Anyway, Moira reports what she sees to her boss, but he doesn't believe her, of course. After all, it sounds totally crazy. But she decides to find herself an expert on genetic mutations, which immediately leads her to Charles... which is a bit odd, because I don't think he was at all established yet, he wasn't even a teacher. She watched him give a speech, his thesis actually, and I can't imagine how she would have heard of him beforehand. But whatever. Um, I should say that Charles Xavier is not quite the man we all know from the present day. For one thing, he's not yet crippled, and for another, he's got a full head of hair (there are a couple of jokes about his hair in the movie, for fans who know he'll eventually be bald). But while he's more of a fun-loving lad who drinks and picks up women in bars, he's also clearly very intelligent and has more than a hint of the personality we're familiar with in the future. MacTaggert brings Charles and Raven to the CIA, to prove her earlier claims, and of course the CIA is more freaked out than anything else. But one guy in the agency, who isn't named, runs a division which he feels mutants could be of use to. He doesn't actually play much of a role in the movie, though he does introduce Charles and Raven to a young man named Hank McCoy, a genius who also happens to be a mutant (though the CIA guy didn't know that). His mutation is large, prehensile feet. After meeting Raven, Hank hopes to use her DNA to create a formula which would make them both look normal, without altering their abilities. The two of them also seem to develop a potential romantic interest in each other. A couple other things of note are that Hank had designed a jet, which should be familiar to X-Men fans, and also he created Cerebro, a system for amplifying a telepath's power, which allowed Charles to mentally seek out other mutants.
Um, I may be getting some things out of order in my memory, I'm not sure. At some point, Charles went out with a CIA team to try to capture Shaw, who was coincidentally being attacked at the same time by Erik. Charles stops Erik, in order to save Erik's life (he would have died in his effort to kill Shaw). After that, Erik joins Charles in his recruitment of other mutants, including a stripped called Angel (who has pixielike wings, and who I don't think I'd ever heard of before), a taxi driver named Armando (whose body alters itself to adapt to survive just about any conditions, and who I don't recall having heard of before), an army prisoner named Alex Summers (who can release some kind of destructive energy, though he can't control it; I don't recall having heard of him, though his name and ability made me think he must be related to Scott Summers... on second though, I probably had heard of Alex, too, but don't know him well), and a young man named Sean (who can emit a supersonic wail, which can be used both as a weapon, and as Charles later teaches him, as a means of flying; I don't know if I'd ever heard of him). I think it was Raven who first thought of all of them taking on code names; as I mentioned, she decided to call herself "Mystique." I think Angel just called herself "Angel," Armando took the name "Darwin," Alex became "Havok," and Sean became "Banshee." And Raven also decided to call her brother "Professor X," and Eric "Magneto." Sometime later in the movie, Hank uses a serum on himself, which backfires, and turns him into the furry blue creature we all know him to be in the future. Havok dubs him "Beast."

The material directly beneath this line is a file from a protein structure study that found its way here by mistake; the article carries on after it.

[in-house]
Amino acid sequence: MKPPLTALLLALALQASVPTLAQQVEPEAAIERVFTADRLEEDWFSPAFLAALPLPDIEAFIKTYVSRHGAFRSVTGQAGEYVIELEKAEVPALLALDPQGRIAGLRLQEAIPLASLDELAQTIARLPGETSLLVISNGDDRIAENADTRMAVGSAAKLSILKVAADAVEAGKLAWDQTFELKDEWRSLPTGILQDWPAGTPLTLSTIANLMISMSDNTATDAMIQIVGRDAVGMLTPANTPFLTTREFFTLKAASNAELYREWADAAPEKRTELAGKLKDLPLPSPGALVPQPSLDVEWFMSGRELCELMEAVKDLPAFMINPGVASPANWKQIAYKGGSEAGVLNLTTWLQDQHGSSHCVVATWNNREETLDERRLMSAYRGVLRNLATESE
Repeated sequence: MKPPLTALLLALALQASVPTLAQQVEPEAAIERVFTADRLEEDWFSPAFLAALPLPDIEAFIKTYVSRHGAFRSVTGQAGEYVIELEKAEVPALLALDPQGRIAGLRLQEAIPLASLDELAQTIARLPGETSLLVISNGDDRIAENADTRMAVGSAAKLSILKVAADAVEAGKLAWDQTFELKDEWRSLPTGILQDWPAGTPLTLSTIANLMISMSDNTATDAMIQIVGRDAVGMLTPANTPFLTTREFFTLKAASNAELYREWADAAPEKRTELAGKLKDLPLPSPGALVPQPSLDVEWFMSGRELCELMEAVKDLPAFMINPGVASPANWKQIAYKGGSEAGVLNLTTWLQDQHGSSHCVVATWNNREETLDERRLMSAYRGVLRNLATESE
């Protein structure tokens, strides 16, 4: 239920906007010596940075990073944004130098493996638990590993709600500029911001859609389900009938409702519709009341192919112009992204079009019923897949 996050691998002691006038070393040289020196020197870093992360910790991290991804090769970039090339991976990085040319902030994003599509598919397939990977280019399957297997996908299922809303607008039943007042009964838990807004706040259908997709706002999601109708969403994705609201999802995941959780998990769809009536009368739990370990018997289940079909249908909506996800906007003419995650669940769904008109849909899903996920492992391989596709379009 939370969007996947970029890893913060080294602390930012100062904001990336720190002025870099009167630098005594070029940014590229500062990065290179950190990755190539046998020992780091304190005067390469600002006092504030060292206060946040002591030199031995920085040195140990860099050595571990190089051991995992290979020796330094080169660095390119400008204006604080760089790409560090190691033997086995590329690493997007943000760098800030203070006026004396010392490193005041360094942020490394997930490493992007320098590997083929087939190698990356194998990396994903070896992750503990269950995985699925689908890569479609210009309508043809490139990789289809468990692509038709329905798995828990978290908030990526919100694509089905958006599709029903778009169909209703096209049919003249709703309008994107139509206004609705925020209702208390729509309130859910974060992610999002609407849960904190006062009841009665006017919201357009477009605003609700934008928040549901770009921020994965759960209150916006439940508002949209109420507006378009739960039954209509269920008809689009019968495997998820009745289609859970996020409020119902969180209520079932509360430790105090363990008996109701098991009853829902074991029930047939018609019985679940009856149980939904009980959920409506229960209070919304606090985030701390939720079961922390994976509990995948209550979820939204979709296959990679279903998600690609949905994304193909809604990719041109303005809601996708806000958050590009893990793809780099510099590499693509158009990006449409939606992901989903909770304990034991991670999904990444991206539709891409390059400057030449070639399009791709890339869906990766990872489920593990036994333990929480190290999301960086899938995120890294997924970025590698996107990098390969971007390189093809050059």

So, basically, I've established who all the players are. Shaw and his people are trying to instigate a nuclear war between the US and the Soviet Union. He calls mutants "children of the atom," and believes such a war would create many more mutants, at the same time that it killed much of humanity. There's plenty of talk in the movie about the rise of humans- themselves a genetic mutation of neanderthals- having led to the extinction of their predecessors. And of course, how mutants are the next evolutionary step, who should replace homo sapiens. There is also, as always (for the franchise), talk of humanity's fear of mutants, and unwillingness to differentiate between the good and bad ones. Erik's own ideas are much the same as Shaw's, even if he can't forgive Shaw for what he'd done to his mother, so of course he spends a fair amount of time arguing with Charles, who believes humans and mutants will someday coexist peacefully. In spite of their differences, they work together to stop Shaw's plans, which lead to the Cuban Missile Crisis. And I thought the movie did a fairly good job of insinuating all the stuff about mutants into a real historical situation.
Well, I don't want to say any more about the plot, except that it ultimately does a good job of showing us how everything started, and some other developments for characters we already knew (how Charles ends up crippled, how Magneto got his telepath-blocking helmet, how everyone came to choose sides, etc). In spite of the film's main theme being one the franchise repeats in every film, it felt fairly fresh here. And we never really get to know much about most of the characters, the few of them that the story concentrates on are quite well developed, and can be sympathized with, even those who we know ultimately turn to evil. (Speaking of which, in any incarnation I usually hear Magneto's team called the "Brotherhood of Evil Mutants," which is something I'm not sure if they- or at least Magneto- call themselves, nor can I quite bring myself to include the word "Evil" in their name. Because I think most of them aren't really evil, nor even necessarily misguided in their beliefs, even if I can't agree with them.) Erm, so anyway... dunno what else to say. Good, effective story; a few interesting characters; decent effects and makeup.